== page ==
I have become addicted to freecell! Yes, it's true - what you would normally think unthinkable has happened. I have now played almost 200 games in the last 3 weeks, and soon I will be forced to uninstall it, because it's just too silly.

Today is a day called "Sankt Hans" in Denmark, where it's customary to burn a fires on the beaches in celebration of the longest day in the year (which is actually a few days before). I bicycled to Charlottenlund, and saw a huge fire on the beach. Nothing special, just thought I might as well write it.

Today I also read a small introductory text about the authorship of Søren Kirkegaard. It was interesting, but at the same time, it would probably be more healthy to spend my time reading something a little less depressing.

A little about my trip to Silicy. I'm going to be away for 10 days, and I'm travelling with my father and my little sister. We're going to spend the first week in Taormina (have you seen "The Big Blue"?), and the last days driving around on the island. I think the history of Sicily is very exciting - it's very few places in the world that has been influenced by so many different cultures, and I really love the mediterranean and Italy in particular.

Joyous celebrations! The search engine is now almost done, and is now officially a beta-version. It's being tested right now, but most searches show pretty decent results.

Have been reading an excellent book; Exceptional C++ by Herb Sutter. Although it isn't groundbreaking, it has some very good points, and it's very well written. Usually I actually don't like reading technical litterature that much, but this book I read in 2 afternoons.

Time for a diary entry.

I haven't made any new entries these last days, because I didn't feel I had much to write. Unfortunately this is still the case, so it's going to be a short entry.

I'm still busy completing the work on the search engine. Various adjustments to the search ranking logic keeps postponing the initial release, and I *really* want to get it over with.

I'm still reading Foucaults Pendulum - haven't had much time to read, but its definitely an interesting book. I think I will read a general-purpose book about the thoughts of the various philosophers next.

I just bought the new Depeche Mode album, Exciter. I downloaded it through napster a month ago, and have already listened a lot to it. Good example of how mp3 privateering isn't necessarily a bad thing.

I worked a bit on my home page. I'm trying to think of interesting subjects to write about, because writing is relaxing, but when I need a subject to write on, my mind goes blank. Bummer.

Guess it's the same feeling as when sometimes you really feel like coding some cool new game or program, but when you need to decide on exactly what it's going to be, no good ideas show up. Bummer.

Work: Been quite busy completing the work on the search engine. The code is now complete, some tweaking of the parameters controlling the search results are still needed though.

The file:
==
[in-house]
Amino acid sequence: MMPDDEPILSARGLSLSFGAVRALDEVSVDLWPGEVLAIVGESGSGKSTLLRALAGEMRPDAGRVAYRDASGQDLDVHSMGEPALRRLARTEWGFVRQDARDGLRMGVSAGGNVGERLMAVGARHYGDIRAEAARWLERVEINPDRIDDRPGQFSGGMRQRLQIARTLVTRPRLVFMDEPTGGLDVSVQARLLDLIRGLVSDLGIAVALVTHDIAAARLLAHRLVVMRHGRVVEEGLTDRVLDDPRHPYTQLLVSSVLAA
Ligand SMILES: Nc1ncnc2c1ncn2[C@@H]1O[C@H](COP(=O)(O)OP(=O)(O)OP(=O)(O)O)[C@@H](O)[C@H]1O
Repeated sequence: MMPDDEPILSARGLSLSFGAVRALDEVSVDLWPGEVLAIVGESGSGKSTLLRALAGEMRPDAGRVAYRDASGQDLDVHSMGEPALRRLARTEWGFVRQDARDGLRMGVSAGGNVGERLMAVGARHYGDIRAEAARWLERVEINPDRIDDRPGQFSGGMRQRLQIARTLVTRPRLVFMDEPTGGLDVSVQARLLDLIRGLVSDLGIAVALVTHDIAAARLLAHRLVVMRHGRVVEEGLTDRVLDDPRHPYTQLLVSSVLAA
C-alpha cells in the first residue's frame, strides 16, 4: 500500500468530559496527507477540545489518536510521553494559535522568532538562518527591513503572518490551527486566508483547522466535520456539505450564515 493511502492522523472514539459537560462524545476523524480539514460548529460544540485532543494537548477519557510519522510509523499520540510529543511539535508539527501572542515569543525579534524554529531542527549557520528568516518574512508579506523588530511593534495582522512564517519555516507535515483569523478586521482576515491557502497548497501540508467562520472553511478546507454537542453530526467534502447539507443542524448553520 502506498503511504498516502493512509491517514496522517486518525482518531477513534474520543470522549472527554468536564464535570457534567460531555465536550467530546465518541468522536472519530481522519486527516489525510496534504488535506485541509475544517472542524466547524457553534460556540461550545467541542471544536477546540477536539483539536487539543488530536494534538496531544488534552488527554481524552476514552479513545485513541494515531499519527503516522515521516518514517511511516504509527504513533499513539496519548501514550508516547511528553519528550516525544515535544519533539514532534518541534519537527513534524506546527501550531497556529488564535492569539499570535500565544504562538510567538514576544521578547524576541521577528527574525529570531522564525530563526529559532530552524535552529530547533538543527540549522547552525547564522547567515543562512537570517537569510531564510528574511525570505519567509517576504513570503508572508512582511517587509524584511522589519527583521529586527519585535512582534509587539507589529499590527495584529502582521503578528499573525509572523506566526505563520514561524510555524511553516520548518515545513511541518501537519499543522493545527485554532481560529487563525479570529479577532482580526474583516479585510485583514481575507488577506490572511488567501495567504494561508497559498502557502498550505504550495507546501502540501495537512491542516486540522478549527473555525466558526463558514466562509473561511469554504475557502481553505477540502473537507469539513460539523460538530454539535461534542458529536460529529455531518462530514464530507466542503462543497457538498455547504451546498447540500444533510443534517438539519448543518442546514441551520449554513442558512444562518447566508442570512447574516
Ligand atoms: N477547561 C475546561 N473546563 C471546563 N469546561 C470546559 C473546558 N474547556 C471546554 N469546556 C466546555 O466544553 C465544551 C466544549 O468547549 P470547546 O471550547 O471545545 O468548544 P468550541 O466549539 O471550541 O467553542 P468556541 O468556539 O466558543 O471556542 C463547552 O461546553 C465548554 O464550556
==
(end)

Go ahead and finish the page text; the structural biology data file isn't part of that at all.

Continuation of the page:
Books: Finished reading a book about the knights Templar, have started reading Umberto Ecos, "Foucaults Pendulum".

Been enjoying some great danish weather :-)

Not much new. Passed by slashdot and wired, and read about the Craig Mundie speech. It always scares me to see how worked up people can get as soon as GPL or the like is discussed. If the average linux person could use a little less time discussing the finer points of GPL, LGPL, BSD etc. and a little more time building usable and user- friendly applications, linux might stand a better chance.

Have been reading Ernest Hemingways, Garden of Eden, and enjoying the good weather in Copenhagen, where the summer seems to have finally started :-)

Book reading. Been reading "In the name of Rose" by Umberto Eco, and "To kill a mocking bird" by Harper Lee. Next in line will be Umberto Ecos "Foucaults Pendulum", which I look forward to.

Work. Still attempting to get the search engine ready for prime time. Sigh.

Gary Larson. If you havent got one of those uninventive table calenders with gary larson drawings yet, get one. Gary Larson has been my favourite cartoon drawer for ages, and his sense of humour is _good_ :-)

Programming. Sigh, it seems I haven't made any _new_ code in ages. Just bugfixes and small feature-requests. Need a new project soon. Read Bjarne Stroustrups brainstorm suggestions for language improvements in the next round of C++ evolution. Go Bjarne, Go Bjarne! :-)

Music. The new Depeche Mode album, Exciter, is so ... so... Depeche Mode :-)

8 older entries...

New Advogato Features

New HTML Parser: The long-awaited libxml2 based HTML parser code is live. It needs further work but already handles most markup better than the original parser.

Keep up with the latest Advogato features by reading the Advogato status blog.

If you're a C programmer with some spare time, take a look at the mod_virgule project page and help us with one of the tasks on the ToDo list!